He must be a barrister of not less than five years' standing, and he holds office during good behaviour; he receives a yearly salary.
The ruling spirit of this new revolution was Danton, a barrister only thirty-two years of age, who had not sat in either Assembly, although he had been the leader of the Cordeliers, an advanced republican club, and had a strong hold on the common people of Paris.
In the absence of such consent, the bishop may hear the cause with three assessors, of whom one shall be a barrister of seven years' standing and another the dean of the cathedral, or one of the archdeacons, or the chancellor.
He was called to the bar four years later, and practised as a barrister for a short time; but in 18-61, after two comparatively false starts in poetry and fiction, he made his first noteworthy appearance as a writer with a satire called The Season, which contained incisive lines, and was marked by some promise both in wit and observation.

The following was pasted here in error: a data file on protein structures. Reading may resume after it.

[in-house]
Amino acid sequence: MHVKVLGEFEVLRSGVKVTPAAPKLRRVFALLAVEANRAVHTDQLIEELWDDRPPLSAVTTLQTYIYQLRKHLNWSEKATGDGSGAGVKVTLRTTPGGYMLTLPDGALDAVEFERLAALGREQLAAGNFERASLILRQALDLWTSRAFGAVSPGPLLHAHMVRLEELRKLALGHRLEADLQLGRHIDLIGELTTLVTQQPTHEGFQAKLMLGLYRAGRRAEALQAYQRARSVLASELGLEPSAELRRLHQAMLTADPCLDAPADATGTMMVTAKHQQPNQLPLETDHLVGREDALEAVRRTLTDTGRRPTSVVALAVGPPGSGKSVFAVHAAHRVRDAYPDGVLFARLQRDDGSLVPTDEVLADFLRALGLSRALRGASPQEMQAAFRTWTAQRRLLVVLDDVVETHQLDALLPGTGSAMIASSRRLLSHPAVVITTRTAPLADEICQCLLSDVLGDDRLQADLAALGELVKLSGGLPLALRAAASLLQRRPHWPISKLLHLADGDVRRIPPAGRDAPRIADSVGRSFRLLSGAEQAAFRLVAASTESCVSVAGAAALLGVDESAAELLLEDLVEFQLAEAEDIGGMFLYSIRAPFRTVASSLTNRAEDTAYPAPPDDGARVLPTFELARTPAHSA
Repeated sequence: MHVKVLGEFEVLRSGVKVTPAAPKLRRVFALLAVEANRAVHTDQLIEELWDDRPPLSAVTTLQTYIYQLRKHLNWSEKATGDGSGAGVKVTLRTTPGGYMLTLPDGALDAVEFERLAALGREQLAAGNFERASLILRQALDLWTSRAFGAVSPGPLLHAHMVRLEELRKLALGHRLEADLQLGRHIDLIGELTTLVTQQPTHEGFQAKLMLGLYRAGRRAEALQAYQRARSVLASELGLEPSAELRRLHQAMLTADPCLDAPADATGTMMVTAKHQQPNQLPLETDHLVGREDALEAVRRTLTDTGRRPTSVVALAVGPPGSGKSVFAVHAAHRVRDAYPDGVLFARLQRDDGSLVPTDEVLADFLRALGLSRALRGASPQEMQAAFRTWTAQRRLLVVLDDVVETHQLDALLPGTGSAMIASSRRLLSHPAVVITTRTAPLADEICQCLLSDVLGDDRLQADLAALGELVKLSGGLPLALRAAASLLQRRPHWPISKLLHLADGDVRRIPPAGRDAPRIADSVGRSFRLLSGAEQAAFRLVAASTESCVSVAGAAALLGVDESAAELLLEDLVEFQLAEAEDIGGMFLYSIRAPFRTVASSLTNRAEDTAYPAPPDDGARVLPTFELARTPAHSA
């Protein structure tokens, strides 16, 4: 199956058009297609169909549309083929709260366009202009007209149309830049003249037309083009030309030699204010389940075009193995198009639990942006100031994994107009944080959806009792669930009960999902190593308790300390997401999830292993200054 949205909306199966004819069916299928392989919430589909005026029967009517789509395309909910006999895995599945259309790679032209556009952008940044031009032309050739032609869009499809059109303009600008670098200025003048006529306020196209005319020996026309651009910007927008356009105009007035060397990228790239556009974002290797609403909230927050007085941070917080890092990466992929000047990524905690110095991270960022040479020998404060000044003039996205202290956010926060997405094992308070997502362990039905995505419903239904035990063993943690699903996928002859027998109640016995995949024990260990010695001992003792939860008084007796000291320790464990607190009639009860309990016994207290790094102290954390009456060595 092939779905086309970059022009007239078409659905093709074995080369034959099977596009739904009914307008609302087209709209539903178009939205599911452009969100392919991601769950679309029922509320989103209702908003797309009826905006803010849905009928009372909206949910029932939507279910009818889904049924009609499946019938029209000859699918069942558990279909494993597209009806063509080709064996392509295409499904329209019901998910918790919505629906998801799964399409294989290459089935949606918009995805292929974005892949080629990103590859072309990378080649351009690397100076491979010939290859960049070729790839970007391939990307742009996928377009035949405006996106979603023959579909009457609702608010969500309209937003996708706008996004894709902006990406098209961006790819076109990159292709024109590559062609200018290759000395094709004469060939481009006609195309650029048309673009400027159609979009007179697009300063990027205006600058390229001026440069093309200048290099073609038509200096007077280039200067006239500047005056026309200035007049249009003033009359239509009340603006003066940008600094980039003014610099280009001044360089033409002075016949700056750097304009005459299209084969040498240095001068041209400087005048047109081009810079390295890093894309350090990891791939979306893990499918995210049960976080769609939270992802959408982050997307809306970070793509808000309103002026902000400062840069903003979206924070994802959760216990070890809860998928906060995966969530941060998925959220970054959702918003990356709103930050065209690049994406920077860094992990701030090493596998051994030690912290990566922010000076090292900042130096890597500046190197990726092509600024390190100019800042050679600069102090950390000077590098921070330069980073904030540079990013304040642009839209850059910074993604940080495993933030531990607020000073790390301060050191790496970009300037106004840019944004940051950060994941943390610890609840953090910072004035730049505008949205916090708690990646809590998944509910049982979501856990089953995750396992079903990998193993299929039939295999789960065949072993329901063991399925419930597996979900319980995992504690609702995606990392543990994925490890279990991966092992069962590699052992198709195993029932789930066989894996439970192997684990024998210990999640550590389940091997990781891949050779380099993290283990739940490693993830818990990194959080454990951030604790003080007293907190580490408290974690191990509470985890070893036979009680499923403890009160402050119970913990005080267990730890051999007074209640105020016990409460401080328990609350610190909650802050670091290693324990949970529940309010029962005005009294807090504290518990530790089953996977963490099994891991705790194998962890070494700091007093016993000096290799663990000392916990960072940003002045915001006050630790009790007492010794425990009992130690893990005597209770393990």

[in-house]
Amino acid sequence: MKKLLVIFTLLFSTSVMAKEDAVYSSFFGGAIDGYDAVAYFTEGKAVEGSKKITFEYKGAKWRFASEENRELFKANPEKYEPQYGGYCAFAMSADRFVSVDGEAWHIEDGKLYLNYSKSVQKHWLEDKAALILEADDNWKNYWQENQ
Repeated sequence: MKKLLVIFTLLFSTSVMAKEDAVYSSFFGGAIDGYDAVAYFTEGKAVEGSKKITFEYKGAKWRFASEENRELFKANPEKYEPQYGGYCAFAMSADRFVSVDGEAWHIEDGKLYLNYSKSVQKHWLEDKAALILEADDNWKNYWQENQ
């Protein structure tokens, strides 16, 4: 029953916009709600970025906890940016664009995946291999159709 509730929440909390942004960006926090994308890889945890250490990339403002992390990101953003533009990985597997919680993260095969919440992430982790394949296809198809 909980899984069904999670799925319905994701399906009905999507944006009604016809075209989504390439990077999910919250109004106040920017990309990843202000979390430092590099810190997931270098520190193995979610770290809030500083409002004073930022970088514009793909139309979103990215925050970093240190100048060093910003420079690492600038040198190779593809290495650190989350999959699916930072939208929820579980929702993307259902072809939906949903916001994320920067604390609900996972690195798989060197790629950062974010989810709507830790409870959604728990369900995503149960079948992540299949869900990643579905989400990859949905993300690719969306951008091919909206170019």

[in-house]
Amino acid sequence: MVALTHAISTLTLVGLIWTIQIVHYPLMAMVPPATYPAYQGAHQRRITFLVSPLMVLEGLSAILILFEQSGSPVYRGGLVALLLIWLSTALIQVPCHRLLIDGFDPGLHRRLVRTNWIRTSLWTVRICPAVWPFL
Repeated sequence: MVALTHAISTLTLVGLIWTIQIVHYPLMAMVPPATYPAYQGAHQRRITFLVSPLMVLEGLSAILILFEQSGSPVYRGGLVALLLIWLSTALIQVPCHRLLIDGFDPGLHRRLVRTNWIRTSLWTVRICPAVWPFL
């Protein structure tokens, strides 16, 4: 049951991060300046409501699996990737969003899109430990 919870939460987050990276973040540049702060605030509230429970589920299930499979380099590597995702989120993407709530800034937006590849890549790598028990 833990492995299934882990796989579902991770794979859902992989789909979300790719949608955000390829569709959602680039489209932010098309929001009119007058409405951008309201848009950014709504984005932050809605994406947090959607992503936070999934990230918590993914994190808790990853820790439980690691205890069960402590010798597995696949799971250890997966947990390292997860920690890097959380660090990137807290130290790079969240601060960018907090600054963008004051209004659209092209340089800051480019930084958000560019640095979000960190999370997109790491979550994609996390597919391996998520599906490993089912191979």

After a brilliant college career, which made him doctor of laws and a qualified barrister at nineteen, he was appointed counsel to the Breton estates and in 1775 professor of ecclesiastical law at Rennes.
JULES MASCARON (1634-1703), French preacher, was the son of a barrister at Aix.
He practised as a barrister in Paris; and under the Revolution was elected as a depute suppleant in the Constituent Assembly, and later as deputy in the Legislative Assembly.
So, too, where a barrister was appointed arbitrator, the court refused to stop the arbitration on the mere ground that he was the client of a firm of solicitors, the conduct of one of whom was in question (Bright v.
Educated at Eton and King's College, Cambridge, he became a barrister and afterwards filled the offices of common sergeant of the city of London and judge of the sheriff's court.
In 1803 an insurrection headed by Robert Emmett, a young barrister of much promise, broke out, but was immediately quelled, with the loss of some lives in the tumult, and the death of its leaders on the scaffold.